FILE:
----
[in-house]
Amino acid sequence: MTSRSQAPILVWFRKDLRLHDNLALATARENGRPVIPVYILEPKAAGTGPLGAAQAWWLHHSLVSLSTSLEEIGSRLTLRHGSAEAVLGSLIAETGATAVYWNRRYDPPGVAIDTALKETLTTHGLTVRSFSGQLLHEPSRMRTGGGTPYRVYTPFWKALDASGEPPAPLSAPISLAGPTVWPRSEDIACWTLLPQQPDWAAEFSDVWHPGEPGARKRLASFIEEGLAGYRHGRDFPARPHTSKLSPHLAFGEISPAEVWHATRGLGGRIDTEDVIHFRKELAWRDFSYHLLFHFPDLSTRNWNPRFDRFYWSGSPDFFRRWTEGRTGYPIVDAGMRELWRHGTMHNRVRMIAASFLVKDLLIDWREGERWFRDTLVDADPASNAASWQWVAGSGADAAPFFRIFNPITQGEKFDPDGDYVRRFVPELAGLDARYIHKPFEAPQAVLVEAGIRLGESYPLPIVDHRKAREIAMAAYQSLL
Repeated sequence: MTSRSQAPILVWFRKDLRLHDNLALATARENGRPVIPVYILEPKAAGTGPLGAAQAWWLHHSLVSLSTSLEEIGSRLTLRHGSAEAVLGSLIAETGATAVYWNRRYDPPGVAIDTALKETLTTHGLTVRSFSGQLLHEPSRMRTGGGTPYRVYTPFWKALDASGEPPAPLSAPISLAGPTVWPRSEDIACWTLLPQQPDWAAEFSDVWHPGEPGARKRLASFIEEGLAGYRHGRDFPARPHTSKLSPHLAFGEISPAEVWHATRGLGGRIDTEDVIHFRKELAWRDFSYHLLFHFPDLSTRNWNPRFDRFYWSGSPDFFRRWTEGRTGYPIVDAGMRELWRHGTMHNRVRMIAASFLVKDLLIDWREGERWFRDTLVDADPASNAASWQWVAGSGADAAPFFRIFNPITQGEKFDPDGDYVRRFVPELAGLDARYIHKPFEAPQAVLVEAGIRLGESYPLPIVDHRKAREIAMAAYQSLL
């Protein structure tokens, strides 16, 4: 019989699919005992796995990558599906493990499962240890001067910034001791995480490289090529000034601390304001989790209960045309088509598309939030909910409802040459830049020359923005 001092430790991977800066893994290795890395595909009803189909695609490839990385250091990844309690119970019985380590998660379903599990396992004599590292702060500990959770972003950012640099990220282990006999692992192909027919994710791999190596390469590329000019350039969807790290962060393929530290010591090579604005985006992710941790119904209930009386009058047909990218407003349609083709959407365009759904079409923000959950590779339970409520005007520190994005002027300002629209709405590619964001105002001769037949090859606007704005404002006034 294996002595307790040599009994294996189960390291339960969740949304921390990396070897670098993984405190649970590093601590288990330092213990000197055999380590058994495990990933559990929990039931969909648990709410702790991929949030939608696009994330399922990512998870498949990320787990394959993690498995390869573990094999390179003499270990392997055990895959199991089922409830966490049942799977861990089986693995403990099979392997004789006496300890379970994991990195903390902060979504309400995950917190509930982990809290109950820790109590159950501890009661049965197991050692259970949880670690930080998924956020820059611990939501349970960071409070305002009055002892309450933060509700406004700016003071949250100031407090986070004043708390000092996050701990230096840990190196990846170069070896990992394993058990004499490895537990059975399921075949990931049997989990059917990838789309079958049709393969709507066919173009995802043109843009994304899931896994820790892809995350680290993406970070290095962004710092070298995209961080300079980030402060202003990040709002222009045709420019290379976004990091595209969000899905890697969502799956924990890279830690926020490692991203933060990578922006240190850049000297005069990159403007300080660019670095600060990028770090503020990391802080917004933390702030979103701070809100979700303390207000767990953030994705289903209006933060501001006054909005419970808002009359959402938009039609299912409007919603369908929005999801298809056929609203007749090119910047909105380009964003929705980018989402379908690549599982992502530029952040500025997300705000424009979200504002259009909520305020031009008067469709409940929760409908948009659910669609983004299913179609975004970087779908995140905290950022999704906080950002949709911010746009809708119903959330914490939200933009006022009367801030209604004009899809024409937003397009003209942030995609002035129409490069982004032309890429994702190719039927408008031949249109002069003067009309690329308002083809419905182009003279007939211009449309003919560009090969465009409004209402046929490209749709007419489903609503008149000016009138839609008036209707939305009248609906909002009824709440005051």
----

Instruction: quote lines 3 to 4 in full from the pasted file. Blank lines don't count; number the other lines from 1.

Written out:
Repeated sequence: MTSRSQAPILVWFRKDLRLHDNLALATARENGRPVIPVYILEPKAAGTGPLGAAQAWWLHHSLVSLSTSLEEIGSRLTLRHGSAEAVLGSLIAETGATAVYWNRRYDPPGVAIDTALKETLTTHGLTVRSFSGQLLHEPSRMRTGGGTPYRVYTPFWKALDASGEPPAPLSAPISLAGPTVWPRSEDIACWTLLPQQPDWAAEFSDVWHPGEPGARKRLASFIEEGLAGYRHGRDFPARPHTSKLSPHLAFGEISPAEVWHATRGLGGRIDTEDVIHFRKELAWRDFSYHLLFHFPDLSTRNWNPRFDRFYWSGSPDFFRRWTEGRTGYPIVDAGMRELWRHGTMHNRVRMIAASFLVKDLLIDWREGERWFRDTLVDADPASNAASWQWVAGSGADAAPFFRIFNPITQGEKFDPDGDYVRRFVPELAGLDARYIHKPFEAPQAVLVEAGIRLGESYPLPIVDHRKAREIAMAAYQSLL
């Protein structure tokens, strides 16, 4: 019989699919005992796995990558599906493990499962240890001067910034001791995480490289090529000034601390304001989790209960045309088509598309939030909910409802040459830049020359923005 001092430790991977800066893994290795890395595909009803189909695609490839990385250091990844309690119970019985380590998660379903599990396992004599590292702060500990959770972003950012640099990220282990006999692992192909027919994710791999190596390469590329000019350039969807790290962060393929530290010591090579604005985006992710941790119904209930009386009058047909990218407003349609083709959407365009759904079409923000959950590779339970409520005007520190994005002027300002629209709405590619964001105002001769037949090859606007704005404002006034 294996002595307790040599009994294996189960390291339960969740949304921390990396070897670098993984405190649970590093601590288990330092213990000197055999380590058994495990990933559990929990039931969909648990709410702790991929949030939608696009994330399922990512998870498949990320787990394959993690498995390869573990094999390179003499270990392997055990895959199991089922409830966490049942799977861990089986693995403990099979392997004789006496300890379970994991990195903390902060979504309400995950917190509930982990809290109950820790109590159950501890009661049965197991050692259970949880670690930080998924956020820059611990939501349970960071409070305002009055002892309450933060509700406004700016003071949250100031407090986070004043708390000092996050701990230096840990190196990846170069070896990992394993058990004499490895537990059975399921075949990931049997989990059917990838789309079958049709393969709507066919173009995802043109843009994304899931896994820790892809995350680290993406970070290095962004710092070298995209961080300079980030402060202003990040709002222009045709420019290379976004990091595209969000899905890697969502799956924990890279830690926020490692991203933060990578922006240190850049000297005069990159403007300080660019670095600060990028770090503020990391802080917004933390702030979103701070809100979700303390207000767990953030994705289903209006933060501001006054909005419970808002009359959402938009039609299912409007919603369908929005999801298809056929609203007749090119910047909105380009964003929705980018989402379908690549599982992502530029952040500025997300705000424009979200504002259009909520305020031009008067469709409940929760409908948009659910669609983004299913179609975004970087779908995140905290950022999704906080950002949709911010746009809708119903959330914490939200933009006022009367801030209604004009899809024409937003397009003209942030995609002035129409490069982004032309890429994702190719039927408008031949249109002069003067009309690329308002083809419905182009003279007939211009449309003919560009090969465009409004209402046929490209749709007419489903609503008149000016009138839609008036209707939305009248609906909002009824709440005051």